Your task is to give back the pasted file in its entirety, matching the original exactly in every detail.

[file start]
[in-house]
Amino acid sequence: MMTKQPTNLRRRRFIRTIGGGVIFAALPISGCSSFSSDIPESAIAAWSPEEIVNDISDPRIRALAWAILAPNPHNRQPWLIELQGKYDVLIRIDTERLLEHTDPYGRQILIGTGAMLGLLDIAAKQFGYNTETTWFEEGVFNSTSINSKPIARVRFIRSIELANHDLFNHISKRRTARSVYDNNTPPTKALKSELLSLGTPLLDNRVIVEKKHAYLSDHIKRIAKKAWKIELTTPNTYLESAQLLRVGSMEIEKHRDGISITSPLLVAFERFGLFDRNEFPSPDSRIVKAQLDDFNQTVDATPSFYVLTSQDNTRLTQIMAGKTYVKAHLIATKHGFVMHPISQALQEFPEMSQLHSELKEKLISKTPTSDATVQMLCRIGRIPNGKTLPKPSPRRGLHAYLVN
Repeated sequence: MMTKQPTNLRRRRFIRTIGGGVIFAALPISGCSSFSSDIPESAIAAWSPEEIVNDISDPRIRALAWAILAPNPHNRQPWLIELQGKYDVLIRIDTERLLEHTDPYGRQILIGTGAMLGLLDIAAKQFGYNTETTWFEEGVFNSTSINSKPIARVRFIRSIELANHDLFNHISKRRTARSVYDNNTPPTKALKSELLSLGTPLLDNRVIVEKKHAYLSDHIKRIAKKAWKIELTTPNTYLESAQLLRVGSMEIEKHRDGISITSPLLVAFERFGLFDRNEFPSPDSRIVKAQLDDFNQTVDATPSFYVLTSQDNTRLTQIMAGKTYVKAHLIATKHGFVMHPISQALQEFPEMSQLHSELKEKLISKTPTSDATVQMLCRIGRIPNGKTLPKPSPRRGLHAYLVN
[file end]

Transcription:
[in-house]
Amino acid sequence: MMTKQPTNLRRRRFIRTIGGGVIFAALPISGCSSFSSDIPESAIAAWSPEEIVNDISDPRIRALAWAILAPNPHNRQPWLIELQGKYDVLIRIDTERLLEHTDPYGRQILIGTGAMLGLLDIAAKQFGYNTETTWFEEGVFNSTSINSKPIARVRFIRSIELANHDLFNHISKRRTARSVYDNNTPPTKALKSELLSLGTPLLDNRVIVEKKHAYLSDHIKRIAKKAWKIELTTPNTYLESAQLLRVGSMEIEKHRDGISITSPLLVAFERFGLFDRNEFPSPDSRIVKAQLDDFNQTVDATPSFYVLTSQDNTRLTQIMAGKTYVKAHLIATKHGFVMHPISQALQEFPEMSQLHSELKEKLISKTPTSDATVQMLCRIGRIPNGKTLPKPSPRRGLHAYLVN
Repeated sequence: MMTKQPTNLRRRRFIRTIGGGVIFAALPISGCSSFSSDIPESAIAAWSPEEIVNDISDPRIRALAWAILAPNPHNRQPWLIELQGKYDVLIRIDTERLLEHTDPYGRQILIGTGAMLGLLDIAAKQFGYNTETTWFEEGVFNSTSINSKPIARVRFIRSIELANHDLFNHISKRRTARSVYDNNTPPTKALKSELLSLGTPLLDNRVIVEKKHAYLSDHIKRIAKKAWKIELTTPNTYLESAQLLRVGSMEIEKHRDGISITSPLLVAFERFGLFDRNEFPSPDSRIVKAQLDDFNQTVDATPSFYVLTSQDNTRLTQIMAGKTYVKAHLIATKHGFVMHPISQALQEFPEMSQLHSELKEKLISKTPTSDATVQMLCRIGRIPNGKTLPKPSPRRGLHAYLVN